Diagnosing Diabetes – Right Way, Right Time!

Diabetes being one of the most common chronic diseases in the world and the leading cause of many prominent and serious health conditions needs timely diagnosis.

It is very apparent that if you experience various signs and symptoms of diabetes or if you fall under the high risk category of being diabetic, you get yourself screened or tested for the same at the earliest for an early control.
It may be generally advised that everyone aged between 35 to 50 years should be tested for diabetes, and if the results are normal, one should get re-tested every three years. But, for those who fall under the risk category should visit their physician even earlier in age to rule out any such possibility. Your physician would be the best judge in deciding the tests and frequency and opt for the most appropriate test to give you a confirmed diagnosis.

What tests can help you diagnose diabetes?

You may fall under the category of prediabetes, borderline diabetes or diabetes. Timely diagnosis is a must to start an early action for its prevention or control. Keeping these conditions in mind and based on other essential factors, your physician may suggest either of the following tests to diagnose the same:

a. Fasting plasma glucose test (FPG): This test measures your blood sugar levels empty stomach. The best time to undergo this test is in the morning when you have gone at least 8 hours without eating anything. This test is helpful in detecting diabetes or prediabetes (i.e you are more likely to develop type 2 diabetes but do not have it yet).
b. An oral glucose tolerance test (OGTT): It measures your blood sugar after fasting for minimum eight hours and also two hours after you consume a drink containing glucose. This test can be used to diagnose diabetes or prediabetes. This is more sensitive test than the FPG test for diagnosing prediabetes.
c. Random plasma glucose test: The blood sugar in this test can be checked any time of the day regardless of when you ate your last meal. This test may be used to diagnose diabetes but not prediabetes. Incase you attain a random blood glucose level of 200 mg/dL or more, your doctor may advise you to check your blood glucose level on another day using the FPG or the OGTT to confirm the diagnosis of diabetes.
d. Glycated hemoglobin (HbA1C) test: This blood test is generally advised to those who have been diagnosed with diabetes. The test indicates your average blood sugar level for the past two to three months and helps you to know how well your diabetes is being controlled.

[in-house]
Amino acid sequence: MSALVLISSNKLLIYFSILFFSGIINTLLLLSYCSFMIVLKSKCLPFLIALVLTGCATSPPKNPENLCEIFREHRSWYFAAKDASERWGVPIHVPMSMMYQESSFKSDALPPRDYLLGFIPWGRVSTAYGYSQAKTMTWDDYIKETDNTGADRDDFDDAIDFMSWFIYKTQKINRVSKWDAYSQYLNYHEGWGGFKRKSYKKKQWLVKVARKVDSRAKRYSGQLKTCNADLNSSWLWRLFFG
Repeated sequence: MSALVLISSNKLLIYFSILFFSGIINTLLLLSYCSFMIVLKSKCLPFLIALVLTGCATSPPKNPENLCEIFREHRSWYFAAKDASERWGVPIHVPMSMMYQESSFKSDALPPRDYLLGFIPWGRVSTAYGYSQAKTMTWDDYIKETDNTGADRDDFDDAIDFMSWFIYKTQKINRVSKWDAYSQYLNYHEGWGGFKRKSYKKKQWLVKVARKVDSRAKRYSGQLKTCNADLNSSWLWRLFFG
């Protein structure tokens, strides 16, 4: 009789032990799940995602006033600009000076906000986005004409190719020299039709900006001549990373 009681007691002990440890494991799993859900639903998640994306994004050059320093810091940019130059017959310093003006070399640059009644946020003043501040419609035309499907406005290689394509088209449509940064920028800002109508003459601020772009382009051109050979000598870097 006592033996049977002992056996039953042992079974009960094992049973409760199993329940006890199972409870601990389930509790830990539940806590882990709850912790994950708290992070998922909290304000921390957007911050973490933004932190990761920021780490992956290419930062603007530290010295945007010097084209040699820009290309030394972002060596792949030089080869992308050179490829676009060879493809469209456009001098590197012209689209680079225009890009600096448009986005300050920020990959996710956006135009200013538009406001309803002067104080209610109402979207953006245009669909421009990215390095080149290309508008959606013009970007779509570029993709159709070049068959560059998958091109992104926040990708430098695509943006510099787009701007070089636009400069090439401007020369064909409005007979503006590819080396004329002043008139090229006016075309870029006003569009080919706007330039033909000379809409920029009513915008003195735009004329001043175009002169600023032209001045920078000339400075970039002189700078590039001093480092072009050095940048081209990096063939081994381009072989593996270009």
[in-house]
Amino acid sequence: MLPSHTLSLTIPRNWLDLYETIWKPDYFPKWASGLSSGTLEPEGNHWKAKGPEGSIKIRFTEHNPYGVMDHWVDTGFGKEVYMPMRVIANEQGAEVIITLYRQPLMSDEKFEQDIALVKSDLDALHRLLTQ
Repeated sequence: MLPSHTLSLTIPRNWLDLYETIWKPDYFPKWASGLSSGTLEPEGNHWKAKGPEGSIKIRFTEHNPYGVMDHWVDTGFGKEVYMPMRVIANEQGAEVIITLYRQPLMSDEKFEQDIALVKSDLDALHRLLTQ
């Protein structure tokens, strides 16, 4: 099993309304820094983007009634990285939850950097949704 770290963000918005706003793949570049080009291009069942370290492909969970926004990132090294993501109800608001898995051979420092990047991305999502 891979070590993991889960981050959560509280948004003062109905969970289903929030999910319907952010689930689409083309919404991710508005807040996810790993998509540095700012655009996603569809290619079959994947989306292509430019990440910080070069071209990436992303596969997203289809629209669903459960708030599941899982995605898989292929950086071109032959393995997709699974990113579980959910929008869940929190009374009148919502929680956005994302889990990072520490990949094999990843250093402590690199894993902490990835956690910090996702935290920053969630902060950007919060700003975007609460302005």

Important: Some laboratories may use other numbers for this test. Incase your results indicate diabetes in either of the tests above; it is always advised to confirm your reading by repeating the test on a different day.

Since, the treatment depends on the type of diabetes, knowing which type you have becomes very essential!

Though, the tests described above can confirm that you have diabetes, but, to identify what type you have, some additional tests may be required. These include the blood tests in which certain autoantibodies are used like GAD autoantibodies test or C-peptide test. The presence of one or more of several types of autoantibodies specific to diabetes indicates type 1 diabetes.

Incase type 1 diabetes is suspected, urine test may also be done to check the presence of ketones – a byproduct produced from the breakdown of fat.

Hence, these additional tests may also be used, as part of the diagnosis, to distinguish between type 1 and type 2 diabetes.

“Once diagnosed with diabetes, a strict monitoring is crucial to see how well the treatment plan is working. Hence, be sure to learn what results are too high and too low for you and consult your health care provider to learn what to do when your results are outside that target range”

Author(s):

Kawaljit Kaur: Kawaljit is a healthcare professional with an experience of over 15 years in healthcare operations. Her last corporate position was Vice President-Operations at Centre for Sight. As a writer, she has an expertise in writing medical contents and those related to present healthcare scenarios for various platforms that include medical professionals, healthcare companies, web health portals, hospitals and at present also heading the healthcare magazine.

Kawaljit Kaur

Kawaljit is a healthcare professional with an experience of over 15 years in healthcare operations. Her last corporate position was Vice President-Operations at Centre for Sight. As a writer, she has an expertise in writing medical contents and those related to present healthcare scenarios for various platforms that include medical professionals, healthcare companies, web health portals, hospitals and at present also heading the editorial team of a healthcare magazine.

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